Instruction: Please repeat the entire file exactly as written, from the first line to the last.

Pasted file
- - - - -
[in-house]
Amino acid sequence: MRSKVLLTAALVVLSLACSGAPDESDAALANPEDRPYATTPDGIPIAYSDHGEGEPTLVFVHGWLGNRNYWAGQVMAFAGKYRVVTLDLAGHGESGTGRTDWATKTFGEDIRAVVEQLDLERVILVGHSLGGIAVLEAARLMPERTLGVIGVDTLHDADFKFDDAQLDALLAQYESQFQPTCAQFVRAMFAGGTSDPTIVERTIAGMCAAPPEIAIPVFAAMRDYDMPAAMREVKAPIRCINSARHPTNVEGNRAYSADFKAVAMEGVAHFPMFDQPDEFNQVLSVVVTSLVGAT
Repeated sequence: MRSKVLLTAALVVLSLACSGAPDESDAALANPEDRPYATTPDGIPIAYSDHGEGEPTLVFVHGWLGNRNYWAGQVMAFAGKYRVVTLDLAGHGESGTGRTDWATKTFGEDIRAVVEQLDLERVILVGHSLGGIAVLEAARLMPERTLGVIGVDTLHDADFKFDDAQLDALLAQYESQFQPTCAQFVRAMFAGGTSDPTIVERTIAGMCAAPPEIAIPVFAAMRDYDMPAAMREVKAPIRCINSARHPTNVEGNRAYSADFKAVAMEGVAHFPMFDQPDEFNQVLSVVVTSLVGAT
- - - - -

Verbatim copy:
[in-house]
Amino acid sequence: MRSKVLLTAALVVLSLACSGAPDESDAALANPEDRPYATTPDGIPIAYSDHGEGEPTLVFVHGWLGNRNYWAGQVMAFAGKYRVVTLDLAGHGESGTGRTDWATKTFGEDIRAVVEQLDLERVILVGHSLGGIAVLEAARLMPERTLGVIGVDTLHDADFKFDDAQLDALLAQYESQFQPTCAQFVRAMFAGGTSDPTIVERTIAGMCAAPPEIAIPVFAAMRDYDMPAAMREVKAPIRCINSARHPTNVEGNRAYSADFKAVAMEGVAHFPMFDQPDEFNQVLSVVVTSLVGAT
Repeated sequence: MRSKVLLTAALVVLSLACSGAPDESDAALANPEDRPYATTPDGIPIAYSDHGEGEPTLVFVHGWLGNRNYWAGQVMAFAGKYRVVTLDLAGHGESGTGRTDWATKTFGEDIRAVVEQLDLERVILVGHSLGGIAVLEAARLMPERTLGVIGVDTLHDADFKFDDAQLDALLAQYESQFQPTCAQFVRAMFAGGTSDPTIVERTIAGMCAAPPEIAIPVFAAMRDYDMPAAMREVKAPIRCINSARHPTNVEGNRAYSADFKAVAMEGVAHFPMFDQPDEFNQVLSVVVTSLVGAT